The epic and the everyday; theatre, bats, puppets and paintings
Last year, on her 33rd birthday, the British artist Lali Chetwynd changed her first name to Spartacus, after the gladiator and leader of an audacious, ultimately unsuccessful slave uprising against Rome in 73–70 bc. Not quite a stage name like Meat Loaf, a pseudonym like Marcel Duchamp’s Rrose Sélavy or a Subcommandante Marcos-type nom de guerre, Chetwynd’s adopted moniker seems designed to make us stage a mock-heroic mini-drama in our minds, in which she persuades a band of artists to stop pitting themselves against each other and instead revolt against their masters. Push this fantasy a little further (and Chetwynd’s art is nothing if not about pushing idle thoughts as far they’ll go), and we might imagine the defeated rebels refusing, pace Stanley Kubrick’s 1960 film Spartacus, to identify their chief, instead claiming one after the other ‘I’m Spartacus’, only to be symbolically crucified by a poor auction result or a less than complimentary review. If this flight of fancy resembles the absurd, unexpectedly telling narratives and motifs that characterize Chetwynd’s work, then this is no mistake. In her practice the epic and the everyday speak through each other in accents of giggled hope.
Over the past few years Chetwynd has, with the aid of an elastic troupe of some 20 friends and family members, staged a number of performances that draw on everything from Conan the Barbarian (1982) to The Incredible Hulk, from the performances of Yves Klein to Hokusai’s erotic print The Dream of the Fisherman’s Wife (1820). Equipped with jerry-built costumes and props formed from an assortment of found materials, the artist and her mummers’ band tell tall tales in a manner that recalls at once the theatre of Alfred Jarry and Bertolt Brecht, a disco at a science-fiction convention, and a primary school nativity play. Although carefully produced, these spectacles seem always to teeter on the brink of joyful anarchy: the performers sip beer, extemporize lines and distractedly check their text messages, as though what’s important here is not persuading the audience to suspend their disbelief but instead to introduce a measure of the carnivalesque into everyday life. While future art historians are likely to read ritualistic, socially dynamic dramas such as 2003’s An Evening with Jabba the Hutt – in which the grotesque Return of the Jedi (1983) villain is re-imagined as a smooth ladies’ man – through the lens of Chetwynd’s undergraduate training as an anthropologist, I can’t help but think her works are just as influenced by the let’s-put-the-show-on-right-here-kids attitude found in the BBC children’s television series Why Don’t You? (1973–95).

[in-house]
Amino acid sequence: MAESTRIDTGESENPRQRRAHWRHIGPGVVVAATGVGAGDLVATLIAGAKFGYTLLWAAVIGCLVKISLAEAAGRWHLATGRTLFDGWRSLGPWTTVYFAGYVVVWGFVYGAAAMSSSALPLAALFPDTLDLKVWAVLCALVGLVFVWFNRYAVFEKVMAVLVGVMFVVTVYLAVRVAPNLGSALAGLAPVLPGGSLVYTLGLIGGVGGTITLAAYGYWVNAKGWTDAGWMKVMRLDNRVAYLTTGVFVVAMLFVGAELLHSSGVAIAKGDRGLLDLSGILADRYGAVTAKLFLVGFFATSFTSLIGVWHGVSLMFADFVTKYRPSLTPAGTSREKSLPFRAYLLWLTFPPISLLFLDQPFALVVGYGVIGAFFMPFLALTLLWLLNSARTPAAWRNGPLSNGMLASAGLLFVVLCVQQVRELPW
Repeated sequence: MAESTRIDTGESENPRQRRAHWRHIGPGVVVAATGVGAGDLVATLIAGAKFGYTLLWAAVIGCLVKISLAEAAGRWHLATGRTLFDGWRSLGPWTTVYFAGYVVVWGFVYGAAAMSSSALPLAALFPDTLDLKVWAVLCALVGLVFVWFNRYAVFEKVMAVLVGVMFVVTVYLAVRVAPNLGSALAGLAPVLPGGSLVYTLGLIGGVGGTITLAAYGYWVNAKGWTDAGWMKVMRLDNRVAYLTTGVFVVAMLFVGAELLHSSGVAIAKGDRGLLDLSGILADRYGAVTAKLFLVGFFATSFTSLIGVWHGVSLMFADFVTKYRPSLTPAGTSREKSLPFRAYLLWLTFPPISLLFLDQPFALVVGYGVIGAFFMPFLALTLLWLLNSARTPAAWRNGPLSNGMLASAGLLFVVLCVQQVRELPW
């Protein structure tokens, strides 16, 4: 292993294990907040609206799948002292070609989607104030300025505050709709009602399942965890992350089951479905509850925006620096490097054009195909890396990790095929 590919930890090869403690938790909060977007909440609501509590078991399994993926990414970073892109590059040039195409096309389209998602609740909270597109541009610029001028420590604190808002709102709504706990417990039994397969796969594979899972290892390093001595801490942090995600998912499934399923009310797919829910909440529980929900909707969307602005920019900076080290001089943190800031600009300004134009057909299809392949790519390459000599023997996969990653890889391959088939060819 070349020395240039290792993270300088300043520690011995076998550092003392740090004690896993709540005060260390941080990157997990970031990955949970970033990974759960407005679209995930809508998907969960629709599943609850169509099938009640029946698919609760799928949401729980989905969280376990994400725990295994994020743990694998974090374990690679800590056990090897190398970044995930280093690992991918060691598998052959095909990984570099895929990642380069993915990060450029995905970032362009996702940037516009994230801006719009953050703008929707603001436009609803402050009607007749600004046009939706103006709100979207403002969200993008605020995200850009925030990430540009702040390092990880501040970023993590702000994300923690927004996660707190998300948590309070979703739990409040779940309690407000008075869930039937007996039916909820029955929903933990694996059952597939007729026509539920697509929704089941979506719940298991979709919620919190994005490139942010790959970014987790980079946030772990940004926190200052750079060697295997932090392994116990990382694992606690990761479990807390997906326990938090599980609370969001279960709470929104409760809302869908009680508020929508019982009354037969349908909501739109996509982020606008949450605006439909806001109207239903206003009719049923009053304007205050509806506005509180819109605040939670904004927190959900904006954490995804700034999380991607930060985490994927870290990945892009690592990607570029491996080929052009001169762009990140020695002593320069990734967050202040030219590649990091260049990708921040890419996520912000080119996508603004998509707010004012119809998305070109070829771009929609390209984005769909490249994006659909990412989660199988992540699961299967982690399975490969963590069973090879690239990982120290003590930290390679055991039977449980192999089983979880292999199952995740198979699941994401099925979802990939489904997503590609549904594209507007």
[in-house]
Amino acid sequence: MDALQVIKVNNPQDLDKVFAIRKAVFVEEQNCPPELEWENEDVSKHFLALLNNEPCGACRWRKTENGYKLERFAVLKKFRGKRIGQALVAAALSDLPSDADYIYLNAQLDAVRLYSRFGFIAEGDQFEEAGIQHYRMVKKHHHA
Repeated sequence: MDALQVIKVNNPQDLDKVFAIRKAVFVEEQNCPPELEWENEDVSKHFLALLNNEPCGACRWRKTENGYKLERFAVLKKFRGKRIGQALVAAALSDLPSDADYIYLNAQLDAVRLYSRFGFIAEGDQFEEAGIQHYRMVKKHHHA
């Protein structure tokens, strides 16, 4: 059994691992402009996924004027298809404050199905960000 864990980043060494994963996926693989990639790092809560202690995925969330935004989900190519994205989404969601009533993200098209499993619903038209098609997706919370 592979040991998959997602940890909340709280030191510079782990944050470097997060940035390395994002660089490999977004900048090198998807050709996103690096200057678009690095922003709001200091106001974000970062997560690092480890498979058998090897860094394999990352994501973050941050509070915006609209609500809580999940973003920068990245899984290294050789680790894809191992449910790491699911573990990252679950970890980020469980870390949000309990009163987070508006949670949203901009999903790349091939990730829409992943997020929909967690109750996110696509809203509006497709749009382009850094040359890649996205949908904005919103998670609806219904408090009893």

First staged as part of last year’s Tate Triennial, Chetwynd’s The Fall of Man (2006) took the book of Genesis, John Milton’s Paradise Lost (1667) and Karl Marx and Friedrich Engels’ The German Ideology (1845) and transformed these texts into puppet plays, performed by a troupe of sad-faced pierrots manipulating potato marionettes on two miniature cardboard stages. Surrounded by a gaggle of volunteers, got up as mutated Muppets, the audience was treated to both a religious and a secular myth: the story of humanity’s separation from God and its possible redemption through the division of its labours. While rubbing these lost and potential Arcadias against each other risks heavy-handed banality (who in the audience, after all, had not identified difficulties in the Bible or Marx long before the night of Chetwynd’s performance?), it’s the very sincerity of the artist’s approach, her utter commitment to the quixotic and the plain silly, that makes her work sing. By reading these sacred texts not as allegories or manifestos but simply as stories, and then adapting them as one might any other story, she allows us to feel their promise and problems anew. Literalism is an unlikely strategy for getting under the skin of a given cultural artefact, but in Chetwynd’s hands it’s both effective and serious, very human fun.
While Chetwynd’s performances are sprawling public affairs, her ‘Bat Opera’ paintings (2002–ongoing) on canvas paper, which measure a uniform 15 × 20 cm, appear much more intimate. Initially the works were populated by snub-nosed bats depicted, in the manner of heroic portraiture, against squally incarnadine skies, but more recent works in the series depict lonely bits of imaginary architecture that, with their eaves and dark, tiny windows, might be dwelling places for the titular flying rodents. And yet, while these images are small in scale (one might imagine them being produced in a tiny bed-sit), their invocation of the grand scope of opera and their churning, Baroque cloudscapes point to something bigger. As with the artist’s costumes and props, and even her new sword-and-sandals appellation, it is a meagreness of means that allows her to square up to the epic, deconstructing its tropes and then reconstructing them as something provisional, a little ragged around the edges but always full of hope and hardcore joy.
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